Canada and Cannabis: Unpacking National Marijuana Legalization
Canada has long been regarded as a country that has been quite ahead of the curve when it comes to implementing progressive reforms, which is why it may come as a surprise to some that Canada has yet to legalize marijuana. Currently, the use of marijuana is illegal unless possessed for medical purposes, but Justin Trudeau’s government has been incredibly vocal about pushing for legalization across the country. The Trudeau government has stated that they intend to “legalize, regulate, and restrict access to marijuana” and that “Canada’s current system of marijuana prohibition does not work.” They cite two main reasons for this: that its illegality does not really stop anyone from using it, and the fact that it impedes the justice system by giving out criminal records for what many consider to me a minor crime. The idea of reducing crime statistics is a particularly pertinent one. In 2013, 67% of all drug-related offences were cannabis-related. Of these, 80%, or 59 000 were simply possession charges. This also calls into question the groups of people these charges are affecting. In Canada’s Northern territories that have large concentrations of Indigenous populations, rates of cannabis offences were five times higher than the national average. Cannabis-related offences also affect youth. 90% of all drug-related crimes committed by youth involve cannabis, and 81% of these account for cannabis possession. Half of all cannabis related offences also only involve a single charge. The government estimates that the illegal marijuana industry in Canada is actually worth about $7 billion.
As of now, the federal government is pushing for legalization legislation to be enacted in the spring of 2017, and have commissioned a task force to prepare a report on legalization that has been delivered to the government. While many are optimistic about these reforms, it is not unexpected that there is a fair amount of backlash, much of which is surprisingly coming from marijuana advocates themselves.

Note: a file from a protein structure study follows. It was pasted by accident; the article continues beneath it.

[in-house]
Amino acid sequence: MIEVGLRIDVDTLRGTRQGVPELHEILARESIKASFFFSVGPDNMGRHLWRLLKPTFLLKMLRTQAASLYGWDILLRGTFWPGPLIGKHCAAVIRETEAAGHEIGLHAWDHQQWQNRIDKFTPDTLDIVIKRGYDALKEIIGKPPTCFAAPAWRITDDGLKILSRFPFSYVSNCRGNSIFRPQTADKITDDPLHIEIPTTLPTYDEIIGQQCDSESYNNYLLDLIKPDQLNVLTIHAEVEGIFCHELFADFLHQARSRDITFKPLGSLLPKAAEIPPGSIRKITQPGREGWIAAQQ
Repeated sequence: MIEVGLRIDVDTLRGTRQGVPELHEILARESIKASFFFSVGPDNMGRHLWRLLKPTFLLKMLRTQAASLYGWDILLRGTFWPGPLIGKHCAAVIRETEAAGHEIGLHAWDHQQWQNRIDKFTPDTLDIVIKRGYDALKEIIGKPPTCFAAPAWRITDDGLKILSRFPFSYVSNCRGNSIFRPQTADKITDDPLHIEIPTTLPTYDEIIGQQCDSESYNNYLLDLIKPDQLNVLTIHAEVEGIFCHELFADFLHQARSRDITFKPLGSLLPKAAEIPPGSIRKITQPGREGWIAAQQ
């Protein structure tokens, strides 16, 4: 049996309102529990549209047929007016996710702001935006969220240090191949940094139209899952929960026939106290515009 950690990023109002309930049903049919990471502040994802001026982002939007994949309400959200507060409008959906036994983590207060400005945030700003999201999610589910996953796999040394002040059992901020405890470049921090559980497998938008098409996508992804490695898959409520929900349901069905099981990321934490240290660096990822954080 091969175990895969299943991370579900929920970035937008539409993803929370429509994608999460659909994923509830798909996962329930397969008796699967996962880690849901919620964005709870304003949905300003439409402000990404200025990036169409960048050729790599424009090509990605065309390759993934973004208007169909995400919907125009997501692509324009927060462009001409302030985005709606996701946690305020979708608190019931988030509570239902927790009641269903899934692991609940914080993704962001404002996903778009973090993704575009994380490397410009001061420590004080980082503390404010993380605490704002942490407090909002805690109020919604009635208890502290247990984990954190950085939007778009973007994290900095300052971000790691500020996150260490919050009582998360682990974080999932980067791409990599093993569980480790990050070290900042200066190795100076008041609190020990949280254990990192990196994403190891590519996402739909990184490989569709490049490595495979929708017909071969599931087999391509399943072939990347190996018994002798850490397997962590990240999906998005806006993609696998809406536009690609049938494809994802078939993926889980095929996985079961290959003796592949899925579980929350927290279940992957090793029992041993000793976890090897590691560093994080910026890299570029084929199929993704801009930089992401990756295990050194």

The task force on legalization, led by Anne McLellan, a formal federal cabinet minister, went through an extensive research process to prepare their report. They conducted online consultations which brought in approximately 30 000 responses, conducted visits to parts of the US where marijuana has been legalized, and also held round table discussions with experts. The report is said to include advise on topics such as minimum age, dispensary laws, and any related penalties that could be incurred.
The Canadian Medical Association has said that the age limit for sales should be 21, given the impact of marijuana on the brain’s development, however there are fears that this is still unrealistically high. The group Canadian Students for Sensible Drug Policy has said that the legal age of use should affect a person’s “ability … to make an informed decision” instead of the safety of use. This could potentially mean equating the legal age of marijuana use to the legal age(s) of drinking in Canada, for example.
As for who will benefit financially from this kind of legislation, the results are unclear. While medical marijuana producer’s stocks have increased in value, it is not clear what sort of taxes or pricing mechanisms the government wishes to pursue. However, what they have said that tax revenue will be spent on further research as well as rehabilitation services.
The government has said that any legislation on the matter would not just be for legalization, but also for penalties regarding situations that could arise from legalization. Mainly, these would include the sales of marijuana to minors, drug impaired driving, and illegal sales.
While the task force report, at this point in time, has yet to be released to the public, this has not deterred Canadians from speaking out both in favour of, and against, legislation being enacted.